In September I Moved To France

"A young woman tries to speak French after moving to France."

In September I Moved to France is a short film created by Israeli artist Daniella Schnitzer about the difficulties a young woman faces when trying to speak French after moving to France. It was made during her studies at La Poudrière and the short describes with a comedic tone the experiences she personally went through.

Five characters, internal conflict, non-realistic staging and a focus on language and adapting to a new country are the main elements of the short.

Staged in a seemingly urban location (due to the way people dress and talk) and inside a suitcase, the short features a highly subjective narrative point of view.

The aesthetic mixes traditional hand-drawn animation with cutout stop motion, using a black and white palette for the human characters combined with saturated colors for the words spoken in different languages. These colors are sometimes used together when the woman protagonist speaks, showing she still speaks French with an accent.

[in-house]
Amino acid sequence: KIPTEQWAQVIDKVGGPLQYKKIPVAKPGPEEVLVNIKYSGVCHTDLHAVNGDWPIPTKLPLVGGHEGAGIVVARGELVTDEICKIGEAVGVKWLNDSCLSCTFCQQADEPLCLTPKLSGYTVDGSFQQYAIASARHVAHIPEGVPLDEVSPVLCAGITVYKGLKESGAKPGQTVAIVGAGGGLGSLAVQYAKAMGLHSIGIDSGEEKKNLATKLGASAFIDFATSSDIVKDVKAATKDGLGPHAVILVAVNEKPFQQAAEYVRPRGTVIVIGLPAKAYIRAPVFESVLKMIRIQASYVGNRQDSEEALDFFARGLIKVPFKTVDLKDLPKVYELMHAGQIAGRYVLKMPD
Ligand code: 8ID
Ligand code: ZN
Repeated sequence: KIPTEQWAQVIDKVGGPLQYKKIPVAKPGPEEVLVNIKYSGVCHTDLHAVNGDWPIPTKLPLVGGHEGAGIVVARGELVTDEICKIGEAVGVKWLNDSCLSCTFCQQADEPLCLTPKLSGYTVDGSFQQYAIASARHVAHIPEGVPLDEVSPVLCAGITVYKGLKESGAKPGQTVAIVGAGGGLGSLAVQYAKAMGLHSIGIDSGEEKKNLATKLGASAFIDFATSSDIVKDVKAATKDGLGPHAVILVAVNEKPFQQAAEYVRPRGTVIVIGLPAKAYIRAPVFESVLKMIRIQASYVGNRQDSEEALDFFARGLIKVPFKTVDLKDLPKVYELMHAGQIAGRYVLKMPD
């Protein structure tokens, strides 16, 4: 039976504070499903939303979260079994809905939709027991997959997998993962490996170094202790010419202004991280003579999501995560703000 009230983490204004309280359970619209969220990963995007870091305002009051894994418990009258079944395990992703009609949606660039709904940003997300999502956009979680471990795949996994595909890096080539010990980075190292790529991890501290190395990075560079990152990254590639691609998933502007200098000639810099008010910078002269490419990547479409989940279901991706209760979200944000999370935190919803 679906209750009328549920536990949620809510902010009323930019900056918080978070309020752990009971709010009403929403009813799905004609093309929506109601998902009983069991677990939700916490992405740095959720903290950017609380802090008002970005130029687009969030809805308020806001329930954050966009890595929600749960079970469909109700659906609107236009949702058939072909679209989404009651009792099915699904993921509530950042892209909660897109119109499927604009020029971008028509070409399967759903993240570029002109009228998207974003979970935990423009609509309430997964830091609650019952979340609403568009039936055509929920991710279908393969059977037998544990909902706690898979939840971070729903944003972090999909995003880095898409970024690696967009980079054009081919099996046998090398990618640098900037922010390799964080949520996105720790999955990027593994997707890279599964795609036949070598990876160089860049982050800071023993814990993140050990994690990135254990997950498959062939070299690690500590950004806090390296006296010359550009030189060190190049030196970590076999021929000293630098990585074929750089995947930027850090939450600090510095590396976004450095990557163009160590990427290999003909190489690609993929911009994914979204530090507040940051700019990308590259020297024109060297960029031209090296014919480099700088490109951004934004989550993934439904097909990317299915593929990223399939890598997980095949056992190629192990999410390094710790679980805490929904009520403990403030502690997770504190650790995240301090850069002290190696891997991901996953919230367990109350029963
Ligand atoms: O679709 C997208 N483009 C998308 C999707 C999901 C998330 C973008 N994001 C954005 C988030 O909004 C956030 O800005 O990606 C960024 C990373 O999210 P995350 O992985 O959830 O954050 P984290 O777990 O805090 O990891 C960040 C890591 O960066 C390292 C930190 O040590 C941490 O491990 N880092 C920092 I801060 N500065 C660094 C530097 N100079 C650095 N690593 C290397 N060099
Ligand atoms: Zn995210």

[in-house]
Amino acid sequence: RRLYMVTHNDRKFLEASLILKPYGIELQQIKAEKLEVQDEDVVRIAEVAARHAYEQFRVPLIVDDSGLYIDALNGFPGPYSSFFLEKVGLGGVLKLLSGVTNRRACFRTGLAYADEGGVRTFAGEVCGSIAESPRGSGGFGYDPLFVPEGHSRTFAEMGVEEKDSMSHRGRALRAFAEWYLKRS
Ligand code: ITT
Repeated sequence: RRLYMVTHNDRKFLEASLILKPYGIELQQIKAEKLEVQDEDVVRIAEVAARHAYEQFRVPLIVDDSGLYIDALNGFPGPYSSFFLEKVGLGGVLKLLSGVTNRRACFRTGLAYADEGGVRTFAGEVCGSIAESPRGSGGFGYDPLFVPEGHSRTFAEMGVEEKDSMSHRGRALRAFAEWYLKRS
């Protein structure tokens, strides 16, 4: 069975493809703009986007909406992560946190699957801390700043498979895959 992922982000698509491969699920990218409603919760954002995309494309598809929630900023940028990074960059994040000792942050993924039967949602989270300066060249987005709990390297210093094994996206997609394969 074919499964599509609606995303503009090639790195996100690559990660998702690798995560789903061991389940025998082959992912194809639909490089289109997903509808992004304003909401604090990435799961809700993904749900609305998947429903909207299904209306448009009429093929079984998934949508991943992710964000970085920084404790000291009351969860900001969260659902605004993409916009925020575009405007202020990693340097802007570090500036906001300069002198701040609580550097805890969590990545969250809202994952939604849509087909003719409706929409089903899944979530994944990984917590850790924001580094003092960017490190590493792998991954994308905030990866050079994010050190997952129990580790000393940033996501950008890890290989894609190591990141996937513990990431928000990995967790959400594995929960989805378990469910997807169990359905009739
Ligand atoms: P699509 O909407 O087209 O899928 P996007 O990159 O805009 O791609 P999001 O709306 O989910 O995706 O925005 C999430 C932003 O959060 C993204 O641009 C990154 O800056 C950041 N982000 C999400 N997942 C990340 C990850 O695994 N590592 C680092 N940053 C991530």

Visual rhythm is high, handled through editing, motion within the frame and a few pans. Four-shots abound, to portray the interaction between the main woman character and the French locals she meets. Tighter shots and close-ups are used to transmit characters’ expressions as well as the words they utter. The visual display of the words is also interestingly used to describe the way the characters relate.

The fact that characters and conversations are so expressive is a trademark of French culture. This could have taken place in other countries with a Latin influence (even a number of Latin-American countries). But such expressiveness and emphasis in communication is unusual in quite a number of countries around the world.

What makes In September I Moved To France work so well? Playful non-realistic staging, original script, interesting focus and use of language, creative aesthetic work and a subject that many people can relate to.


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